Maybe Lizzie is happy in the picture – I think they took it on her fiftieth birthday party. But to me, she looks worried and kind of uncomfortable.  Sometimes that happens when people smile with their teeth and the photographer takes too long to take the picture.

The professor that Lizzie and I had during our second year at Concordia was adamant that we shouldn’t write about what we knew or else we’d be in trouble.  He made Lizzie cry once.  She’d written a story about a little girl who’d found her grandmother’s vibrator and her mother, the grandma’s daughter-in-law, felt awkward.  The story wasn’t terrible, but it read as though it had been written by someone who didn’t own a vibrator.  A little inhibited.  But Professor Fraser Richman attacked Lizzie who sat in her wheelchair at the back of the class full of twenty year olds, and Lizzie cried.

“Where do you want to go with your writing?  Is it just an outlet to express your feelings?”  asked Professor Fraser Richman. Lizzie’s eyes fluttered and she didn’t know what to say.  She was a pretty inhibited person.  In class, Professor Fraser Richman used to make us play games to help us to know our characters.  One of them was called “If you were a fruit, what would be?”  We’d go around the table and make up questions like “if you were a drink,” “if you were a car,” “if you were a kitchen appliance... what wouldya be?”  And everyone would have to answer for their character.  A martini, A coke, Earl Grey Tea.  A Volvo, a taxi, a Mercedes.  A toaster, a microwave oven, a hand blender.  The Magic Bullet.  Lizzie could never come up with anything.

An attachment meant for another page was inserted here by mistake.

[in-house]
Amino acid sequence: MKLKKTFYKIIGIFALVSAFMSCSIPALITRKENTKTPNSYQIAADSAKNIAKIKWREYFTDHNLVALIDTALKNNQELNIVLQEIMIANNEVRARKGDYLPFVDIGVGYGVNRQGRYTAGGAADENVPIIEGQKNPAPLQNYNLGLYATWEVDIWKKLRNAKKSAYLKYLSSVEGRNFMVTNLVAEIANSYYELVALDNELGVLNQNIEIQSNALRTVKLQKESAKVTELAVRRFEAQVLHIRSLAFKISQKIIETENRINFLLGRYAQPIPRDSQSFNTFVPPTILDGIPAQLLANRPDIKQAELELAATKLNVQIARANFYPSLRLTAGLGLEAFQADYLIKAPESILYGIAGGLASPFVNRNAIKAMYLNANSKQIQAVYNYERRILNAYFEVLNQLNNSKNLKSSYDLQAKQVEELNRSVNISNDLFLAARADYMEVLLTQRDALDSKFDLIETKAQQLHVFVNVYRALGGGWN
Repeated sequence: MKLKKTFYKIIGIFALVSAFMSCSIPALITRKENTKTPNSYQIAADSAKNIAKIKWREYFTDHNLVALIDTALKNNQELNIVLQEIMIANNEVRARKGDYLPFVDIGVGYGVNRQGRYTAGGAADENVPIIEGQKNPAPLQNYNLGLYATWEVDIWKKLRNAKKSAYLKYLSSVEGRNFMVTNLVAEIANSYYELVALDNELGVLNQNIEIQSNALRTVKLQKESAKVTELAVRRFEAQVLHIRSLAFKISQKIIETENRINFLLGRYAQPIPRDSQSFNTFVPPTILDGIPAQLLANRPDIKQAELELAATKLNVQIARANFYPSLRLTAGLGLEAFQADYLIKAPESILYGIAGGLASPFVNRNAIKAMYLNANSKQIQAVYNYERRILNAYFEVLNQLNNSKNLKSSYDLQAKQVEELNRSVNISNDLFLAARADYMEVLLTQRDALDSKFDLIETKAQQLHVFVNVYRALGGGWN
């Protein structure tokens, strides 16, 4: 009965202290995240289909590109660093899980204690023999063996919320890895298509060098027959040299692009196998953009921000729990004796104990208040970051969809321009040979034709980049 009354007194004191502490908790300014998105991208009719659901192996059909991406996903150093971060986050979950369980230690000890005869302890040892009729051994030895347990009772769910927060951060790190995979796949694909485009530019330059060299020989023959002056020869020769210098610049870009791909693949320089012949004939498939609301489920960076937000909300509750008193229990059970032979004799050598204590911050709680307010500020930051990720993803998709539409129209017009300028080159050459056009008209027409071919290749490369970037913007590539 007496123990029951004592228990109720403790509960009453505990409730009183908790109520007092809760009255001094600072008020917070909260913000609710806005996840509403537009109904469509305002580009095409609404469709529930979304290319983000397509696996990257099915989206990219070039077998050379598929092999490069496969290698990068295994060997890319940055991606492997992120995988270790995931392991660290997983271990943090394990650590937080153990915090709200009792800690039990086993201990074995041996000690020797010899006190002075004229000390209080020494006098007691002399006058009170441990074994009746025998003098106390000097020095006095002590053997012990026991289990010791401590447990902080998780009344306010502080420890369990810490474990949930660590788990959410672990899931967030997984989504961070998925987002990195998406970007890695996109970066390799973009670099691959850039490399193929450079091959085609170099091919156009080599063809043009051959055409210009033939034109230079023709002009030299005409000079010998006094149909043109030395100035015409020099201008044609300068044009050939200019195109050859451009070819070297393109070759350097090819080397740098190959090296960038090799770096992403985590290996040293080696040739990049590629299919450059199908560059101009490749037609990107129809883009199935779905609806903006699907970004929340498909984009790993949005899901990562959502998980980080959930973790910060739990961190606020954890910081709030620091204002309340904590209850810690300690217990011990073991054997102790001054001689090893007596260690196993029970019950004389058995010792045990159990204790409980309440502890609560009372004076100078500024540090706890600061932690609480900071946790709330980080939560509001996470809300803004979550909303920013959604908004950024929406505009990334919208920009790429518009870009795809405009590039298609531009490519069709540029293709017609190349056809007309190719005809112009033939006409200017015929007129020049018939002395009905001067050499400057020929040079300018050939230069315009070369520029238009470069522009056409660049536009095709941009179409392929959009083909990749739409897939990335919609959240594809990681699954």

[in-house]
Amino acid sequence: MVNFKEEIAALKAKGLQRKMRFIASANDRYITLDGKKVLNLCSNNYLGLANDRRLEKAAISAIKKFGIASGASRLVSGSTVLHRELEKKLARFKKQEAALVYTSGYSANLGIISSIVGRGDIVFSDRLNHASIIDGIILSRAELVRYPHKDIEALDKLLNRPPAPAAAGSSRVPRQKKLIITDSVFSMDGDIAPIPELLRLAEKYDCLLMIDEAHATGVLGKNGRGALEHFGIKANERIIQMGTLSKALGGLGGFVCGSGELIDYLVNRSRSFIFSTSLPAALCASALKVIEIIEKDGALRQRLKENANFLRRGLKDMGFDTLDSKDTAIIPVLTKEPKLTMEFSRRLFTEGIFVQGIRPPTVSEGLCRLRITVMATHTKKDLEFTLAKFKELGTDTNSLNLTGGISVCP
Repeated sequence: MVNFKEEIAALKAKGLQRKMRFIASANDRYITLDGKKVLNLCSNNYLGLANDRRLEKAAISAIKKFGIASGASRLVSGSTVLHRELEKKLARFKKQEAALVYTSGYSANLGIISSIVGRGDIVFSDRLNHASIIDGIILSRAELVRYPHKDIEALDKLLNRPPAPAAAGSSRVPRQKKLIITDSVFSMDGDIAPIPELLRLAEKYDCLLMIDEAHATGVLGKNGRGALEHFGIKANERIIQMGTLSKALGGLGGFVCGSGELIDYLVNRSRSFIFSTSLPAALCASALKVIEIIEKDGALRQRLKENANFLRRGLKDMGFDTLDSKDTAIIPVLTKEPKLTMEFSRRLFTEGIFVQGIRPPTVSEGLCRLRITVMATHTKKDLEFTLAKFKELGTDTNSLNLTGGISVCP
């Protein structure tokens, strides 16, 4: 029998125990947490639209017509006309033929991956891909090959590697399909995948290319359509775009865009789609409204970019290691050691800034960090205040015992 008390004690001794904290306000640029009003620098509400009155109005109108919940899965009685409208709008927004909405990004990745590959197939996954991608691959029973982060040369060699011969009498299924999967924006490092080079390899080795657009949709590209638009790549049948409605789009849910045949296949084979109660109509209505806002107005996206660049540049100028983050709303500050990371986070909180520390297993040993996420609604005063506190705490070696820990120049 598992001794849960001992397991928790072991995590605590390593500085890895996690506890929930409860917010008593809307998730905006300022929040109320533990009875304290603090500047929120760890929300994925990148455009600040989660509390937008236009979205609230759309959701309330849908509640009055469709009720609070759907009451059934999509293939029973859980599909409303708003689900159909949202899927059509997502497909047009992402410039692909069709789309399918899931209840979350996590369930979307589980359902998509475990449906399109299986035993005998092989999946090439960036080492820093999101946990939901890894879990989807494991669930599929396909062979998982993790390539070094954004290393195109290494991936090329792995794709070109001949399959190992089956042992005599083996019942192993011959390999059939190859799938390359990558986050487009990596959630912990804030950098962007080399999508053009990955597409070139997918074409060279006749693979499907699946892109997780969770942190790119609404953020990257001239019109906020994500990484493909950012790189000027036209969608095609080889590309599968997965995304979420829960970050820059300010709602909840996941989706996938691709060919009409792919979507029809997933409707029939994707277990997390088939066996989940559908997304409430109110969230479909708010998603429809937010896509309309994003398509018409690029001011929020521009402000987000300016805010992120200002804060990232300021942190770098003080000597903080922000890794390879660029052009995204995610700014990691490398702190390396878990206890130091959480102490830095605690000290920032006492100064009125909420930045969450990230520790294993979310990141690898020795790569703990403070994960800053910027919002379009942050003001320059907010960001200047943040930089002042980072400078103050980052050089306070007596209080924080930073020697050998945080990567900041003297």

“Gee,” she’d say, her eyes blinking rapidly, her cheeks and forehead blotching red. She’d push her glasses up her nose.  “A car?  Gee, I don’t know.  You’ll have to come back to me. Sorry.”  My knees hurt whenever I watched her.  Just say something, I thought, it doesn’t matter. I always sat in class with my legs coerced around the arms of my chair, frozen into an excruciating lotus position.  If you were a tree, a country, a dessert…  What would you be?   Lizzie never knew.

“Think too much and you’ll be in trouble,” Professor Fraser Richman warned us.  We were doomed before we even started.  When Professor Fraser Richman stacks up all his published novels, they stand taller than he does.  The summer after our class ended, I set out to read the complete works of Fraser Richman.  I got bored after the first chapter of – I don’t remember what the book was called.  The trouble with stacks of books is that they can topple over and kill you.  3-2-1, and you’re dead.  The suckers and the fuckers.  Professor Fraser Richman used to warn us about swearing in our stories.  We risked drawing too much attention to ourselves.  The writer is supposed to be silent, yet brilliant.  Like God.  He also said that writing about dreams (you know, the kind you have when you’re sleeping), though they may strike the right chord, was somewhat of a copout since real writers succeeded at weaving the subconscious into the narrative inexplicitly.  Well, shit fuck Jesus Christ, I think I’m in trouble.

I Cop Out
by E. J. Bodhisattva